Wonder Woman #2

A comic review article by: Nick Boisson

Dear Wonder Woman #2,

You win, Diana! You have captured this young man's heart once again. I was skeptical, at first. I thought your first issue was one of the best of the "New 52" #1 lineup. But I still feared getting too close. I just needed to make sure that this was something real. We have had our ups (the recent Gail Simone run, that time in Superman/Batman where you kidnapped Supergirl and trained her as an Amazon on Themyscira) and our downs (when you started wearing pants and a leather jacket and let J. Michael Straczynski put his sullied hands all over you), but I cannot help but give you another chance. You are a quite the character! There have been many a time when a creator is unable to see you for what you really are, but I think your recent time spent with Brian Azzarello and Cliff Chiang has brought you back from that awful place where you last were. And this very well may be a new high for you.

When we last spoke (Wonder Woman #1), you saved a young woman -- Zola -- who was out in the middle of nowhere from some less-than-friendly centaurs. And, golly, did you ever take care of them. You head-butted one, then threw a freaking sword at the other, cutting her arm off before she grabbed the fleeing Zola. My lady, we haven't seen such glorious action from you in quite some time. Here, you took Zola and an injured Hermes back to your home of Paradise Island before a war of deceit breaks out amongst your people. But, of course, you stand strong.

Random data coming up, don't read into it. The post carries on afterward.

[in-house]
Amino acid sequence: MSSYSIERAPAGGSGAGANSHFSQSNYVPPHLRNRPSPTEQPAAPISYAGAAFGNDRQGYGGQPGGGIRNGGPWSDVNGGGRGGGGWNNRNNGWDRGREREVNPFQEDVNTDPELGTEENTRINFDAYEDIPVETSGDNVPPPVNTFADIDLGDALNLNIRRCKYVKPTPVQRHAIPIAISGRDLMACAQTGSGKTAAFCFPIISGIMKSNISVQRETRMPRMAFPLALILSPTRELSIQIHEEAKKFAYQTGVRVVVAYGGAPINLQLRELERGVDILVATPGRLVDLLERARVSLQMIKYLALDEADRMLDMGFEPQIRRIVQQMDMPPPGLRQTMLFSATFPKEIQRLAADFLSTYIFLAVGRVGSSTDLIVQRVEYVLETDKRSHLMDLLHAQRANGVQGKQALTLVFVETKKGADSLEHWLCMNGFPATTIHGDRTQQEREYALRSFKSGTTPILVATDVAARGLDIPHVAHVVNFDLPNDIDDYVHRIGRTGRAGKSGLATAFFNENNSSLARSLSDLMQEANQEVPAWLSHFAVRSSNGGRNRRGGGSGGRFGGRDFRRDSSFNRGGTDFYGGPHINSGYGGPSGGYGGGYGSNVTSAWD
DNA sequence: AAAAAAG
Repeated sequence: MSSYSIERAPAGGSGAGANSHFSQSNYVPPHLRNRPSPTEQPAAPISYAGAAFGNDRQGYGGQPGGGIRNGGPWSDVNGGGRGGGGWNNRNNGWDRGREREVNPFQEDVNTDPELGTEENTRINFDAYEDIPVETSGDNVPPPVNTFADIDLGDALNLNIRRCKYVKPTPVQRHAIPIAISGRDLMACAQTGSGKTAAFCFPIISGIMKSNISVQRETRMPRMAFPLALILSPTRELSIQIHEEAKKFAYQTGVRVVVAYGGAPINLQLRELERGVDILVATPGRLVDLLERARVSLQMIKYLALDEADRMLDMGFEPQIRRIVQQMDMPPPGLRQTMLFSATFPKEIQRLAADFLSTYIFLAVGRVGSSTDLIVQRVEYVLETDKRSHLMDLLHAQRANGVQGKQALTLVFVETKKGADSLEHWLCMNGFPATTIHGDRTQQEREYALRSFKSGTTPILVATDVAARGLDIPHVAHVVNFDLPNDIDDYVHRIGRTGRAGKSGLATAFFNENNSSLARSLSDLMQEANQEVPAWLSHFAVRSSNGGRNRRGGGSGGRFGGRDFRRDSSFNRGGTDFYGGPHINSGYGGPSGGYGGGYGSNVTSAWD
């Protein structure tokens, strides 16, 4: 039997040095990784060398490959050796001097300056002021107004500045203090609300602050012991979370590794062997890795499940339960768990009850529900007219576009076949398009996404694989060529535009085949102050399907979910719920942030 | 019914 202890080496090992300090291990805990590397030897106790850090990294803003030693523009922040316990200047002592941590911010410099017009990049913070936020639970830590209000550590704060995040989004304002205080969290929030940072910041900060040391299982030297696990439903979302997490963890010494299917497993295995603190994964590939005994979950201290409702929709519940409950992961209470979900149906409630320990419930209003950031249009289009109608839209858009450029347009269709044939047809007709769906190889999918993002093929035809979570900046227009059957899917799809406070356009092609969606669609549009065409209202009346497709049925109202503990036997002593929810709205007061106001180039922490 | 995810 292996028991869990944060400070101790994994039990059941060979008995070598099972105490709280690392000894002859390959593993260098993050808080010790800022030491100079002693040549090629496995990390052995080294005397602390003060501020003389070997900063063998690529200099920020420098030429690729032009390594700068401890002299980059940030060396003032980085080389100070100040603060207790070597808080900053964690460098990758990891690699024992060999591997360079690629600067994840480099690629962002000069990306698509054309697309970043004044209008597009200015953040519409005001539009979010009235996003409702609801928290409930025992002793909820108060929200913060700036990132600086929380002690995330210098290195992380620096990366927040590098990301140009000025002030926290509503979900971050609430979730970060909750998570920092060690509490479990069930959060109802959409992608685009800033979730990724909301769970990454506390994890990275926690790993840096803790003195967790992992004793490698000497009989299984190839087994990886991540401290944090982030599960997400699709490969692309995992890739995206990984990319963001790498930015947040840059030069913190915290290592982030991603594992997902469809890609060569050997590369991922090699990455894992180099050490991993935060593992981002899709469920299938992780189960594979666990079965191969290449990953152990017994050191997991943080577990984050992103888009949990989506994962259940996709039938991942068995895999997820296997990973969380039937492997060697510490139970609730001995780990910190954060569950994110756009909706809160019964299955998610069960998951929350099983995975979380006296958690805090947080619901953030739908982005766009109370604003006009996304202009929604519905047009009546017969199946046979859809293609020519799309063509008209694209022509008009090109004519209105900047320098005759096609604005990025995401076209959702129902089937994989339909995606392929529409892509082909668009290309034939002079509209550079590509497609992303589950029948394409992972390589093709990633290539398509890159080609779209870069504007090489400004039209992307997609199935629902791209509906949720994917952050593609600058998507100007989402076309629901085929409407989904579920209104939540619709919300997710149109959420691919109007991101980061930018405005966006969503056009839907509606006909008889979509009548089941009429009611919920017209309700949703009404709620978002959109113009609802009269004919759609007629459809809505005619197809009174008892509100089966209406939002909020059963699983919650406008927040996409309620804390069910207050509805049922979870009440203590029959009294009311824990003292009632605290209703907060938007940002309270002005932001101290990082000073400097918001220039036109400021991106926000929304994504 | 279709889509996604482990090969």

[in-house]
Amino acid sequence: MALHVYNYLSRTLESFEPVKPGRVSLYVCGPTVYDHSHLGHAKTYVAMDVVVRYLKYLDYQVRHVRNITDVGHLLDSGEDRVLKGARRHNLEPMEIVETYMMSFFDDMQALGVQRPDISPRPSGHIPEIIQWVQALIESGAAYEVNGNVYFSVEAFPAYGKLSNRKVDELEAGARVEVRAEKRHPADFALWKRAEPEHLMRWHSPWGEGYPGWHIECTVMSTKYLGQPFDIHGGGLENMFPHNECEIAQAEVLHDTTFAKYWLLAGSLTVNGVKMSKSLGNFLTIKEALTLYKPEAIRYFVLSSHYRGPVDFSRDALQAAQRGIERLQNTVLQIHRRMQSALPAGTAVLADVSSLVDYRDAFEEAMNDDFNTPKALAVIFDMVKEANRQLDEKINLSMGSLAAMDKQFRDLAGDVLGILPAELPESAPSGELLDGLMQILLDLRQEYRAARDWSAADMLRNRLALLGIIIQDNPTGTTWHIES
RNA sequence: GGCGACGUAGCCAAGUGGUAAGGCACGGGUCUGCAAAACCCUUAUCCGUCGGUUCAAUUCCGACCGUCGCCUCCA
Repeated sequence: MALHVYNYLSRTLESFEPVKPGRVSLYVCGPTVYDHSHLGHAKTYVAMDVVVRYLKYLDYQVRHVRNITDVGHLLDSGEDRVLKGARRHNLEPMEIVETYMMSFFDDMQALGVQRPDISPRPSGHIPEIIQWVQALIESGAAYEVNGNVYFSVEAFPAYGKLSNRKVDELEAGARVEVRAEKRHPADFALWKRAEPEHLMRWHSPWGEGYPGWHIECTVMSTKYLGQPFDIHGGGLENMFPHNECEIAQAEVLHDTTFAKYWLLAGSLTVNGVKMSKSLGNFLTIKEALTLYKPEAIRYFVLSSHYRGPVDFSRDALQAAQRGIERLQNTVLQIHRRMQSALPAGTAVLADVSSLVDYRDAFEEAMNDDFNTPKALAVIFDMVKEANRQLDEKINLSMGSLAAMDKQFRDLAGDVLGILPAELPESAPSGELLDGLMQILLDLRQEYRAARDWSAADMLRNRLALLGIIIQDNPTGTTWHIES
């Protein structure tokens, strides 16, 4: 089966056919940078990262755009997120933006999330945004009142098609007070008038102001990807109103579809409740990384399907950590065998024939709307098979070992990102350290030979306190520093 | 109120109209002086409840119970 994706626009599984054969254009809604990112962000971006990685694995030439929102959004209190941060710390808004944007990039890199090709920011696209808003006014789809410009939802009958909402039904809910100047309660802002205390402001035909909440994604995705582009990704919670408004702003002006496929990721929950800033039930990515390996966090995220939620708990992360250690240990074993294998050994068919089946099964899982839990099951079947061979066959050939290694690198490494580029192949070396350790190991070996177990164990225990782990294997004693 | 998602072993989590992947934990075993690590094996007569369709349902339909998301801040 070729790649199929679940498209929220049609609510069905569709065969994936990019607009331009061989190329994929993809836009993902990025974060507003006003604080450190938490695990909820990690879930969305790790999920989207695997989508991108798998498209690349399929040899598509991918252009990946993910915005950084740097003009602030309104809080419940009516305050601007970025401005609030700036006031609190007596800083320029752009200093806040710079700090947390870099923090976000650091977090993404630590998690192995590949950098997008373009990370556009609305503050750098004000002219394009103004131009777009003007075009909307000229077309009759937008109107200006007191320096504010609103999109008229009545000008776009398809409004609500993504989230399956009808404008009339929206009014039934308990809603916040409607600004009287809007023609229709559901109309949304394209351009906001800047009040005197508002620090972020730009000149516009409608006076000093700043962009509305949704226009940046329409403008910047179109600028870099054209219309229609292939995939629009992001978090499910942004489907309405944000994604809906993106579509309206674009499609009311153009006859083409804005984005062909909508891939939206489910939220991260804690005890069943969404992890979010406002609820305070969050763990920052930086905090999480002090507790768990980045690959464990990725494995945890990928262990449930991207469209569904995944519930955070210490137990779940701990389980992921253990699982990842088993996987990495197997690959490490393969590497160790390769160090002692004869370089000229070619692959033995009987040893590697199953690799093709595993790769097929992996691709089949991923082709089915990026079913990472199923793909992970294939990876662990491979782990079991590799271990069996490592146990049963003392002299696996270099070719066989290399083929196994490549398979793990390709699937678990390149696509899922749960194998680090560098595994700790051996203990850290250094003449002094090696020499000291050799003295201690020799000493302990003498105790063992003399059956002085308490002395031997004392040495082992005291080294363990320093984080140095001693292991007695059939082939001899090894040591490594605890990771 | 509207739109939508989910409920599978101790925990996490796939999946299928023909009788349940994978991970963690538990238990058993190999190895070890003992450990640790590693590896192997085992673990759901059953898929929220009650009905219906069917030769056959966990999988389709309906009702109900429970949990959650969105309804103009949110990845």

Brian Azzarello had made some strange comments about you before this series had made its premiere. They had fans of yours both fearful and left in anticipation. A Wonder Woman series being a horror book? Blasphemous! But it is and it works so remarkably well! The book has quite a few dark moments within. Most notably, near the end where the villainess of the tale causes the Amazons to begin attacking and killing one another out of fear. It is not the usual superhero fare and that may be what makes this new series stand out from your previous incarnations.

Azzarello also shines as a writer here by letting your story tell itself. That may seem like an odd thing to say, but many of DC's New 52 titles were completely bogged down by first-person narration. But not your title. We never hear you explain to us how you're feeling, we never hear you explain what is happening, you never explain to us who you are and what you can do. You just come out and do your thing. Yet, we still find out your origin story from a conversation between Hermes and Zola and we get a sense of where you are in your life and what kind of hero you are in conversations you have with other Amazons. The reader learns so much without feeling like they are being fed the information. Frankly, many a title in the DcnU could learn a thing or two from this series.